Lichterman, originally of Ohio, holds a master of fine arts degree in acting from the Yale School of Drama. She counts nearly 100 roles in television, theater and film to her credit, though talking about details of characters past strikes her as uninteresting. “There’s nothing sadder than old credits,” she says in trying to summarize a "checkered career" that spanned fiction and screen writing, acting, corporate training, and teaching. (And not always under one name. While home with her then-young daughter, she says she sold a piece of fiction to Redbook under the name “Victoria Robinson.” She acted under her maiden name, “Victoria Rauch.”)

Through it all, theater, she says, "weaves itself in and out of my life -- appearing in a show and then doing something else and then appearing in something else. I know I’m not being very clear, but my life hasn’t been.”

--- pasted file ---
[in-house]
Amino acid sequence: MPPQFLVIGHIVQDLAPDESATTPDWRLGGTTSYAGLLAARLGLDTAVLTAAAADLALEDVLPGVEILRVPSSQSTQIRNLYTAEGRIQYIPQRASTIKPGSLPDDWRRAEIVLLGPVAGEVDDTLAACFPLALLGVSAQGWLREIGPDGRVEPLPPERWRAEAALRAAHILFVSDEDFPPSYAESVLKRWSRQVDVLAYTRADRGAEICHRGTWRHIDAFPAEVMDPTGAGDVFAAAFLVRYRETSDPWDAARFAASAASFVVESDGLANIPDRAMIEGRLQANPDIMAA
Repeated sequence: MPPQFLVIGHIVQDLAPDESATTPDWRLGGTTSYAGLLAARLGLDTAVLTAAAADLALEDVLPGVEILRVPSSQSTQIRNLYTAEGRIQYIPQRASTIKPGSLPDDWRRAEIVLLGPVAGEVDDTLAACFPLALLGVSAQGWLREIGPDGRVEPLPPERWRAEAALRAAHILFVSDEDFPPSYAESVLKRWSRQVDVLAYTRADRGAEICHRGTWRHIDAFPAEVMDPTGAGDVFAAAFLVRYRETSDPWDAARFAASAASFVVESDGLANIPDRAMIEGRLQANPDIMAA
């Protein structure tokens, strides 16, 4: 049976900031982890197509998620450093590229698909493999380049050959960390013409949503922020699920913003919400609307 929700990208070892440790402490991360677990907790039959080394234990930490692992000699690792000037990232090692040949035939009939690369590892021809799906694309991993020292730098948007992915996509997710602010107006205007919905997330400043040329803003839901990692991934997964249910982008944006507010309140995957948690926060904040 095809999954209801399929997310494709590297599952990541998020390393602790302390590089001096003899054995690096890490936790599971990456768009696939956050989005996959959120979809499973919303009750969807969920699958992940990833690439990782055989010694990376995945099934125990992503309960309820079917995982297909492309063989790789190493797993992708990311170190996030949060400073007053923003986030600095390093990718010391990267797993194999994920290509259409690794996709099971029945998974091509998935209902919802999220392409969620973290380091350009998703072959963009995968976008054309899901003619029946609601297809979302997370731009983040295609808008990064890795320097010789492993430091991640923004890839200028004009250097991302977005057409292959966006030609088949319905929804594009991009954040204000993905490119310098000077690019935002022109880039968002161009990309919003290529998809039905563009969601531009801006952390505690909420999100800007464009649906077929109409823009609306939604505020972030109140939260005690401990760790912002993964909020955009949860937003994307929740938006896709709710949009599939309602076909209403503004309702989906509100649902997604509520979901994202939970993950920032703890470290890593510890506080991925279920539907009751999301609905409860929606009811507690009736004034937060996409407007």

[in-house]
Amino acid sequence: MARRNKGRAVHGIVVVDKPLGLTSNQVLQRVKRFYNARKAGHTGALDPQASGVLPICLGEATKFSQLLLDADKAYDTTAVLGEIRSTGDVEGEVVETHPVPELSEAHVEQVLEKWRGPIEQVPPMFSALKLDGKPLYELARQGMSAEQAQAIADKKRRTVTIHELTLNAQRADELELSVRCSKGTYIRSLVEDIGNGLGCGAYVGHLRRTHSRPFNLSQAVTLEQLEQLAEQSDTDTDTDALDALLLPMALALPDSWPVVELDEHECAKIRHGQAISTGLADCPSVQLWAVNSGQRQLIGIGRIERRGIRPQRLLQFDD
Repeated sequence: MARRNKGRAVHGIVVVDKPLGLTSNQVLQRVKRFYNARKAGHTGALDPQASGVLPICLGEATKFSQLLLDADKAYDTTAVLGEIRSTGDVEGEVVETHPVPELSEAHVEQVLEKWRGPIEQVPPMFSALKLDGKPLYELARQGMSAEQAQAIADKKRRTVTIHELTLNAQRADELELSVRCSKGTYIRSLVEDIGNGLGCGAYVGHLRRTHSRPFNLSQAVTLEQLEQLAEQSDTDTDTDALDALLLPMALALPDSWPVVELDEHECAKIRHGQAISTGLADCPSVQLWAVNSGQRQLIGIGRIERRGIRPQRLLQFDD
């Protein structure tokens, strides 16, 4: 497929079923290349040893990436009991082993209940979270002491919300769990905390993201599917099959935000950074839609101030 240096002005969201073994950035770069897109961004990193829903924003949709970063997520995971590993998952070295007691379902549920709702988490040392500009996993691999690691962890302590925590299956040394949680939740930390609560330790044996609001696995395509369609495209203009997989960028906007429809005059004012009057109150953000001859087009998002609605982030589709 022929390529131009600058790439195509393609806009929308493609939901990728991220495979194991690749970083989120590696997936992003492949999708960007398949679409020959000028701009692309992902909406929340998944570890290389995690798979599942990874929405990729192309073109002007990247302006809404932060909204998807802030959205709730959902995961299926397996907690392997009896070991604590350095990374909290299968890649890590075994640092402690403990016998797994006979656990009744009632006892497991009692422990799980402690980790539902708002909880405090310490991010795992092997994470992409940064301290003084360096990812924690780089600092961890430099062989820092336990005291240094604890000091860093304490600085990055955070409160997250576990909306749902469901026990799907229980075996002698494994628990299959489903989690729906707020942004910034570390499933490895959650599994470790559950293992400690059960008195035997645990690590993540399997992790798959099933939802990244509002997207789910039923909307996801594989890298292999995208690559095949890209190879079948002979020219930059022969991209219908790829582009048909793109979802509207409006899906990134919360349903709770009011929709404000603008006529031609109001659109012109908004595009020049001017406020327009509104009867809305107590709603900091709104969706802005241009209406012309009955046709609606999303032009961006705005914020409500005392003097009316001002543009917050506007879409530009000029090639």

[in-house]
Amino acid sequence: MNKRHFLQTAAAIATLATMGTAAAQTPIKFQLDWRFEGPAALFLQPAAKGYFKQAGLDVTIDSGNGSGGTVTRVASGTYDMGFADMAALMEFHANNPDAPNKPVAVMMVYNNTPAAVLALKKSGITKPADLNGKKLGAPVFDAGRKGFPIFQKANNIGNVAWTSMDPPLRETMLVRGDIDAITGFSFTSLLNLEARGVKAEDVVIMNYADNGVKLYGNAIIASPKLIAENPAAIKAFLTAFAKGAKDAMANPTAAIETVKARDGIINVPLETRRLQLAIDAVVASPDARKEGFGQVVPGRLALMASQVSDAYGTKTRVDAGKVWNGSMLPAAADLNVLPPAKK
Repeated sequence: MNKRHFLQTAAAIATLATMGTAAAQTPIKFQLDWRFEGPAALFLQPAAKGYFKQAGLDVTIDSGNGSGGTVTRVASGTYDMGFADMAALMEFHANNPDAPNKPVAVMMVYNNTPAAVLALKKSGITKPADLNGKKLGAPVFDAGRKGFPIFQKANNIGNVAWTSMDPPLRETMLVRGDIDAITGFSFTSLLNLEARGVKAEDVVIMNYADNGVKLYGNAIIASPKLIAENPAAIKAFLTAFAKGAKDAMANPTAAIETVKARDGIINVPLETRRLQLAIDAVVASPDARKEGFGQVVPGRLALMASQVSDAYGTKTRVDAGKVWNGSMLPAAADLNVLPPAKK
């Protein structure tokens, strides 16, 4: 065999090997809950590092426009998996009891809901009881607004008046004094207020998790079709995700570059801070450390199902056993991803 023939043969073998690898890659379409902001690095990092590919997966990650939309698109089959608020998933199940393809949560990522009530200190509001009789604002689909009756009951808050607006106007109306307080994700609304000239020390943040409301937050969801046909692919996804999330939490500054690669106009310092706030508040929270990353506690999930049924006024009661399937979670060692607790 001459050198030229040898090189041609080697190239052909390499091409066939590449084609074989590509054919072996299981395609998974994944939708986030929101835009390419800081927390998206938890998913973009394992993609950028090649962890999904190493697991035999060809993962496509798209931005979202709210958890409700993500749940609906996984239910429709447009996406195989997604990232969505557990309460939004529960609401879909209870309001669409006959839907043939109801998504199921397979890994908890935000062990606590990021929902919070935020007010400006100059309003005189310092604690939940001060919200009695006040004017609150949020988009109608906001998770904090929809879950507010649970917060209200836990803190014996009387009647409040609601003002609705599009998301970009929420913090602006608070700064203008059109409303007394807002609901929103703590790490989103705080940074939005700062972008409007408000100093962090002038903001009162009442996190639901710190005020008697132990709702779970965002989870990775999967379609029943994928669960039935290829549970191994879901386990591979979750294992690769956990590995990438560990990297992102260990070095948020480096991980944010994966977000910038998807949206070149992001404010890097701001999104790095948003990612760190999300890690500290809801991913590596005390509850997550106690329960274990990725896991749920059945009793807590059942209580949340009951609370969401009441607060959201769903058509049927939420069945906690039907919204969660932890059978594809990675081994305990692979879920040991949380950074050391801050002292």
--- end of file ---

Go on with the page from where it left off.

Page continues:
She is in what she expects to be just the beginning of her days at City Tech. She teaches voice and diction and acting, but most enjoys teaching “effective speaking,” encouraging students to speak on practical matters like, “How do you read a contract? How do you know what you’re paying when you’re paying your credit card bill?” At last year’s Eastern Communication Association Conference, she presented both on “Addressing Intercultural Communication When ‘Difference’ is the Norm: Group Discussion Techniques for a Highly Diverse Student Population” and led, for the second time, a workshop on “Communication Skills for Teachers for Whom English is a Second Language.”

“We really have an incredibly diverse student population," she says of City Tech. "Dozens of languages are the first languages at our school and we also have incredible diversity in our faculty population. One of the things that I’ve been trying to promote is better communication practices in the classroom between faculty and students."